Monday, May 29, 2023

Can Bharat Jodo Yatra Revive Congress’ Fortunes?

Can Bharat Jodo Yatra Revive Congress’ Fortunes?

While the beleaguered Grand Old Party is hoping to revive its fortunes, some political observers are sceptical about the way the campaign has been planned by the Congress party.

Congress leader Rahul Gandhi during Bharat Jodo Yatra in Kanyakumari
Congress leader Rahul Gandhi during Bharat Jodo Yatra in Kanyakumari Photo: PTI/R Senthil Kumar

Battered and bruised, the Congress party, in a bid to rejuvenate its cadres and establish contact with the masses of the country, has kick-started its ambitious Bharat Jodo Yatra. The march, led by Rahul Gandhi and planned to span over for roughly five months, will cover more than 3,570 kilometres from Kanyakumari to Jammu and Kashmir through 12 states and two Union Territories.

Commencing from Kanyakumari in Tamil Nadu, the padyatra will move northwards, passing through Thiruvananthapuram, Kochi, Nilambur, Mysore, Bellary, Raichur, Vikarabad, Nanded, Jalgaon, Indore, Kota, Dausa, Alwar, Bulandshahr, Delhi, Ambala, Pathankot and Jammu, before culminating in Srinagar. 

The yatra comes at a time when the Grand Old Party— mired in a swamp of high-profile resignations and leadership crises— is finding itself pitted against Prime Minister Narendra Modi and his juggernaut. Amid staggering inflation, growing unemployment and communal polarisation, Congress through this campaign will attempt to provide “an alternative to the politics of fear, bigotry and prejudice”.  

Senior Congress leader Tariq Anwar tells Outlook that the party had decided at its recent Udaypur Chintan Shivir that it would organise a massive programme to engage the public en masse, and vehemently expose and oppose the narratives of divisive forces “peddled by the BJP-led government and its ideological father, the Rashtriya Swayamsevak Sangh (RSS)”.  

Rahul Gandhi will be accompanied by 118 padyatris throughout the campaign, with state leaders joining the march when it reaches their respective states. In each state, the march will move ahead in two batches—one from 7 am to 10.30 am and the other from 3.30 pm to 6.30 pm. While the morning sessions will include fewer number of participants, the evening sessions are likely to see mass mobilisations. And during the interval—11 am and 3pm— Rahul Gandhi and other senior leaders will interact with the local civil society representatives every day, in a bid to reap benefits in strengthening the party’s presence in areas where it lacks ground-level cadres, ahead of 2024 parliamentary polls.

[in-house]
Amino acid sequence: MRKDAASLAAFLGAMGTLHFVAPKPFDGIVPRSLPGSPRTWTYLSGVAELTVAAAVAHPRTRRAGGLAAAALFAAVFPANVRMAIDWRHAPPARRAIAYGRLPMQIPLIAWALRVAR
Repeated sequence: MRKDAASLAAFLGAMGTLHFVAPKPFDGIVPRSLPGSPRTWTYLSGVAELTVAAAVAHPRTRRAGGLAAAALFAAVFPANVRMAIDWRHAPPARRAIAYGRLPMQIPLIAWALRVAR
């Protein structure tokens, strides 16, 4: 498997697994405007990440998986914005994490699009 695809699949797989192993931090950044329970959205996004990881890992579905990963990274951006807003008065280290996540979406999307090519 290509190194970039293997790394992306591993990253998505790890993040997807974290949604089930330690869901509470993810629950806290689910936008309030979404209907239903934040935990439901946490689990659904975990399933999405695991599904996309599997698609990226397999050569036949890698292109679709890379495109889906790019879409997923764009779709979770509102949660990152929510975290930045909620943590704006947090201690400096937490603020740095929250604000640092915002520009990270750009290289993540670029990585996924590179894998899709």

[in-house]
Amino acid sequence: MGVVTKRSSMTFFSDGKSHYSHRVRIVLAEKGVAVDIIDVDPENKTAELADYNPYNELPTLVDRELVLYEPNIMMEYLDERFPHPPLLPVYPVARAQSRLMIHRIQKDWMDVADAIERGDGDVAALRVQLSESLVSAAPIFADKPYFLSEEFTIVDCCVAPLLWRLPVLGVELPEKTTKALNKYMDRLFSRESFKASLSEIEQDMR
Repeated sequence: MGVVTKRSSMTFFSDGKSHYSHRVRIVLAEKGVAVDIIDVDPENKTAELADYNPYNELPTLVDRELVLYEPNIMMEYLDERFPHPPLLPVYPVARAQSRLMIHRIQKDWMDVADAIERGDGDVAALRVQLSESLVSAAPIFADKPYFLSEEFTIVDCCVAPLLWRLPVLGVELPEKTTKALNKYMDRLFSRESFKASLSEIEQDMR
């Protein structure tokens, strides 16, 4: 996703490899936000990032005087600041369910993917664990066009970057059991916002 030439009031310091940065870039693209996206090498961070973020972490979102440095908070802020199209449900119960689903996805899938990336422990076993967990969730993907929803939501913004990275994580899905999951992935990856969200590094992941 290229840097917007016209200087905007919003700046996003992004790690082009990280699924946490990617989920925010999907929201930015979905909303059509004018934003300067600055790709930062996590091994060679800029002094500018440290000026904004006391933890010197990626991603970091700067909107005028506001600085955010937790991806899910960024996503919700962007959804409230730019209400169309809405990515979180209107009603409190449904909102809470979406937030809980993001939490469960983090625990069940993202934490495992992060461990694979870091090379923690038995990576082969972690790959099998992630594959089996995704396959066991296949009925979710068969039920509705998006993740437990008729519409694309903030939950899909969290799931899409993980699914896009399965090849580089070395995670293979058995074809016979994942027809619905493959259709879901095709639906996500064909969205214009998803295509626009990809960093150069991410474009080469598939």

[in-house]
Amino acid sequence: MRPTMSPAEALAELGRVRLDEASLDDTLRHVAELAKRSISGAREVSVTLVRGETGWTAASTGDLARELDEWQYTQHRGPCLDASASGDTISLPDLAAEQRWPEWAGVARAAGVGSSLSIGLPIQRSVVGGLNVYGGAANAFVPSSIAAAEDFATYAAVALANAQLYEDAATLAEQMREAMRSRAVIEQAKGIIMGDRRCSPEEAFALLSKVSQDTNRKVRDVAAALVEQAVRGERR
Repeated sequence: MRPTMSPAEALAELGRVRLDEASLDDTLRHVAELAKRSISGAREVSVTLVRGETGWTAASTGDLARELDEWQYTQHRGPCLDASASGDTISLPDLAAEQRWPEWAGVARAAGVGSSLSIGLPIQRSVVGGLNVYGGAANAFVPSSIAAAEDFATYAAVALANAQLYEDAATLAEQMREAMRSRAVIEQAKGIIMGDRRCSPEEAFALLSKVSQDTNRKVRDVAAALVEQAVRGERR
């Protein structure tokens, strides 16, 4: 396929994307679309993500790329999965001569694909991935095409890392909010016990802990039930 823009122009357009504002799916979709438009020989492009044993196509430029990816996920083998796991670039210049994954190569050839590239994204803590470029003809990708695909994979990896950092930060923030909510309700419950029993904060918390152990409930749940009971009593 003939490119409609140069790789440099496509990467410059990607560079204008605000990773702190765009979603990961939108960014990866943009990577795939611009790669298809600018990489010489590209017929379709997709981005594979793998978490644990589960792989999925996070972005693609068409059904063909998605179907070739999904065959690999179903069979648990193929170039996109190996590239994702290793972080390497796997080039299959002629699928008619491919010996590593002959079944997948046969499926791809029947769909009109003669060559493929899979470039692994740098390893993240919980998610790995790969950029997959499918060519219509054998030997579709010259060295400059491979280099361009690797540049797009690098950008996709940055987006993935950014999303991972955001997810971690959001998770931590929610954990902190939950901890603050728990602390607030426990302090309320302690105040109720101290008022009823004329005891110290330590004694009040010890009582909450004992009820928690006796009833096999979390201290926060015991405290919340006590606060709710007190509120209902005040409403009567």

“This is a mass mobilisation campaign,” Congress leader Jairam Ramesh tells Outlook, adding “and this will connect Congress to the people of the country.” 

“For the first time in the history of Indian politics, a political party has launched such a gigantic campaign,” Ramesh tells Outlook.  

‘Bharat Jodo Yatra as catalyst’ 

Since 2014, Congress started losing its electoral sheen. The party has lost most of its elections since and is currently leading the government in just two states—Rajasthan and Chhattisgarh. Moreover, of late, Congress has been witnessing an escalation in internal dissent, with more and more key leaders resigning from the party, often to join BJP. The spate of desertions and the ensuing structural problems have sent the spirits of party workers into an abyss.   

“Stuck in an unprecedented stalemate, the party has become hollow,” a source close to Rahul Gandhi tells Outlook, adding, “the Bharat Jodo Yatra will play a key role in mobilising the cadres and rejuvenate the spirits of the party functionaries". Whether the yatra will garner any electoral dividends for the Grand Old Party ahead of the 2024 parliamentary polls, or the upcoming state assembly polls, the source says, only time can tell.